Use Comfrey with Caution

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Brian Orr

Comfrey’s gotten a bad rap in recent years.
Even my dermatologist, who’s not particularly interested in herbs,
cautioned recently that “comfrey shouldn’t even be used topically;
it’s just too dangerous.” I think he brought it up because he
recalled from years before that I make myself a bit of fresh
comfrey salve after my visits to him. I go about once a year to
have him freeze off any sunspots I’ve developed. My salve is a
simple mixture: several young, tender comfrey leaves, 1/2 cup aloe
vera gel and about 1/4 cup rubbing alcohol, all put into a blender
and blended until it’s a thick, green, goopy salve, which I then
cover and refrigerate.

When I return from my trip to the dermatologist, I put little
dollops of the green stuff on each place he’s frozen, twice a day,
which rapidly promotes healing.

There’s evidence that comfrey shouldn’t be taken internally, at
least not on a sustained basis. And there’s also evidence that
regular, repeated topical use might negatively affect your liver.
It is, of course, good to err on the side of caution. But comfrey
is an impressive healer that I feel safe using and recommending for
occasional use.

Several summers ago, I hired a teenage guy to mow my lawn
weekly. His goal was to earn enough money during the summer to buy
a car, and he was intent on quickly mowing and getting on to his
next job.

One morning, soon after he had arrived for his weekly mowing,
Bobby came over to where I was working in the herb garden. He held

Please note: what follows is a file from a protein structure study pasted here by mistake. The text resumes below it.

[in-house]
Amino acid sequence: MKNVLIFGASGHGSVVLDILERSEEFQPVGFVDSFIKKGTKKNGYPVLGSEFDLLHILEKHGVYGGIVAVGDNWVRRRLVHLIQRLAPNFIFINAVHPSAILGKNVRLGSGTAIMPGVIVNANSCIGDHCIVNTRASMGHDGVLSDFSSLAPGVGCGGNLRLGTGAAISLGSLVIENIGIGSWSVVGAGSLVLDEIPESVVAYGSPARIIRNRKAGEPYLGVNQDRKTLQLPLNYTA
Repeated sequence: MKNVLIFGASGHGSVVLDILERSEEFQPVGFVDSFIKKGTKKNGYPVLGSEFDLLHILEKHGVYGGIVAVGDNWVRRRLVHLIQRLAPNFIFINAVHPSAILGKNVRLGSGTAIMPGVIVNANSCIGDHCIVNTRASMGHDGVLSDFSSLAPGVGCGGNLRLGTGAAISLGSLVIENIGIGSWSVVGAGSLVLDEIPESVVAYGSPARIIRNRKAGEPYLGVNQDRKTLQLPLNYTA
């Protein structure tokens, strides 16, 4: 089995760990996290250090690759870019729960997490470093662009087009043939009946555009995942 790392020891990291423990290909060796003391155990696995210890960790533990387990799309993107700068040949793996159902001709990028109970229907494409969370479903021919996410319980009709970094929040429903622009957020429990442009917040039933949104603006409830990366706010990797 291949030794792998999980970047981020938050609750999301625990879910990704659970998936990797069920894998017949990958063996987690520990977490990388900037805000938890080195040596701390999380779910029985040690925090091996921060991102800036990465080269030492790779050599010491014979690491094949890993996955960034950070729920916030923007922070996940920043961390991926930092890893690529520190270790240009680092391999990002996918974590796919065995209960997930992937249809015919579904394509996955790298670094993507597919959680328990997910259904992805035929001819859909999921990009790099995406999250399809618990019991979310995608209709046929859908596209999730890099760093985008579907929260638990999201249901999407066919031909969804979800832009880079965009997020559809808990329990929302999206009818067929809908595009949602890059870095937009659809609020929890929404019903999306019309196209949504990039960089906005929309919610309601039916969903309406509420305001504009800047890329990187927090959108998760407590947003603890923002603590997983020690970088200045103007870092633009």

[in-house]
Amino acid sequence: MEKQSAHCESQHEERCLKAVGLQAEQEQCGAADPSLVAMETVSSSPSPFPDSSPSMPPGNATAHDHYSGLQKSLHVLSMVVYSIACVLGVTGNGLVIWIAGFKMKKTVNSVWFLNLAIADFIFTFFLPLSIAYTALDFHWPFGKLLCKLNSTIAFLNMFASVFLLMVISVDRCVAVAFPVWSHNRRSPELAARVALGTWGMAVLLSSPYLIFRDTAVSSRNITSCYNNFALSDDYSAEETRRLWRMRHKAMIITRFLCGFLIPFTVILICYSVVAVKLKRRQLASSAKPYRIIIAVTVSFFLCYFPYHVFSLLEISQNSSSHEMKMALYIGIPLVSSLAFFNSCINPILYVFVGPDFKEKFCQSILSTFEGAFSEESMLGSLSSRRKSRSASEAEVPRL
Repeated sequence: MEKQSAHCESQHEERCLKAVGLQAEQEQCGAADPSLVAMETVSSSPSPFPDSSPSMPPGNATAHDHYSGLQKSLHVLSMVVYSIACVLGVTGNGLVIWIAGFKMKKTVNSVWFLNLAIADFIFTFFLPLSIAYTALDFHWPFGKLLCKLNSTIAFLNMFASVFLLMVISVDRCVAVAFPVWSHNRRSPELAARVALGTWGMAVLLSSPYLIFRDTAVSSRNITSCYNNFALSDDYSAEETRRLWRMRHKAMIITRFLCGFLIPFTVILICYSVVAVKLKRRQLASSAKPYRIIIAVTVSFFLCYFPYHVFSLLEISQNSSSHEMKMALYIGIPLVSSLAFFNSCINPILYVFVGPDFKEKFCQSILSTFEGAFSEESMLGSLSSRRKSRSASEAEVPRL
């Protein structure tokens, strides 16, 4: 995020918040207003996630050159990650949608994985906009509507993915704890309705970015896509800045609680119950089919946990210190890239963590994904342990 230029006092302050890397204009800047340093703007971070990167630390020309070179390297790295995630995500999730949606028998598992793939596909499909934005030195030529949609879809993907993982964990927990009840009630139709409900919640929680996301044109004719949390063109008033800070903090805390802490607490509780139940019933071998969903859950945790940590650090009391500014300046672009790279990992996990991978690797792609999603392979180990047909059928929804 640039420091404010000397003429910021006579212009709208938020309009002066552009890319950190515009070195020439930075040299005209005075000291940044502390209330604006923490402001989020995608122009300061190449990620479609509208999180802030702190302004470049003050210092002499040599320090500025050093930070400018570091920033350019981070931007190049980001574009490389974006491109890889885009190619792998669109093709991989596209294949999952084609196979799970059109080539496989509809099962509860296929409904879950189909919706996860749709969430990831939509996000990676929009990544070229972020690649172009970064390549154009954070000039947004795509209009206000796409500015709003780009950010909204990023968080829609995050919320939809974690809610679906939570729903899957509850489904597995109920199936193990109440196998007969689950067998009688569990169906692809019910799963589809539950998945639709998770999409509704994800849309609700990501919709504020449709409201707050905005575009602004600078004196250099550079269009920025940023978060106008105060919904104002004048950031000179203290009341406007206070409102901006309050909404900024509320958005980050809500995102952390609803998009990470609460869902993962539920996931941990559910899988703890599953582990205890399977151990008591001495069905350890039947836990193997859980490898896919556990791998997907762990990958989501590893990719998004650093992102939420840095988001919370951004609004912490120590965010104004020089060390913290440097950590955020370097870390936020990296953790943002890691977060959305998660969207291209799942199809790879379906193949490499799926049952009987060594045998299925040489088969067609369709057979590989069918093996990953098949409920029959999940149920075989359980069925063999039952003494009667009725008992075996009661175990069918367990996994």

up the palm of his hand and explained that he’d cut it a few days
ago and that pushing on the lawnmower handle with that hand kept
reopening the wound.

“Got anything I can put on it?” he asked. Remembering my
military training as a medic, I examined his hand and saw it was a
clean wound — not infected, just uncomfortable. Of course, what
Bobby probably meant was a bandage, but he didn’t ask for that and
I decided it was a good opportunity to teach him about comfrey. I
picked a couple of tender comfrey leaves.

“Here,” I said. “Chew these up a bit and put them on the
cut.”

He stood there, looking puzzled. “Ah, I, er, don’t think I want
to put that in my mouth,” he said. “It’s just leaves.”

I pointed out that the smokeless tobacco he had tucked in his
lip was also “just leaves,” and finally (only after I had put a
comfrey leaf in my own mouth), he put the leaves into his mouth and
worried them around with his tongue, which breaks down the cell
walls, watching me all the while to see if I was at any moment
going to tell him it was a joke.

After he had chewed up the leaves a bit and he saw that I was
totally serious, I said, “Now flatten out the leaves with your
fingers and apply them like a fat bandage to the palm of your hand
and hold it against the mower handle while you mow. I think you’ll
find it helps ease the pain.”

Bobby did as I suggested and in a couple of hours came back to
show me that the wound did, indeed, look and feel a bit better. I
picked a few more leaves for him and told him to repeat the process
that night after he got home from work, then apply it again the
next morning. (I also suggested that he clean the cut with hydrogen
peroxide.)

The next week, when Bobby came back, he came bounding over to me
in the garden like a puppy. Holding up both palms he said, grinning
from ear to ear, “I bet you can’t tell which hand was cut, can
you?”

It was true. There was no indication of any wound, old or new,
on either hand. The wound was totally healed and gone. Bobby’s next
question really tickled me.

“That worked so well! What else grows in your garden?” he
asked.

And with that, I gave Bobby his first ever tour of an herb
garden. He willingly smelled and tasted everything I handed him,
asking questions, wondering what this was used for and what that
plant was over there that I hadn’t gotten to yet. It was obvious
that this was the first time a garden, or plants, had caught
Bobby’s attention and suddenly he couldn’t get the information fast
enough.

Comfrey may be a plant that deserves caution, but from my point
of view, it has a long history of use and I will continue to use
it, carefully and sparingly.

Jim Long’s gardens and books can be seen at
www.LongCreekHerbs.com. Readers’ comments and questions are always
welcome at Lcherbs@interlinc.net.

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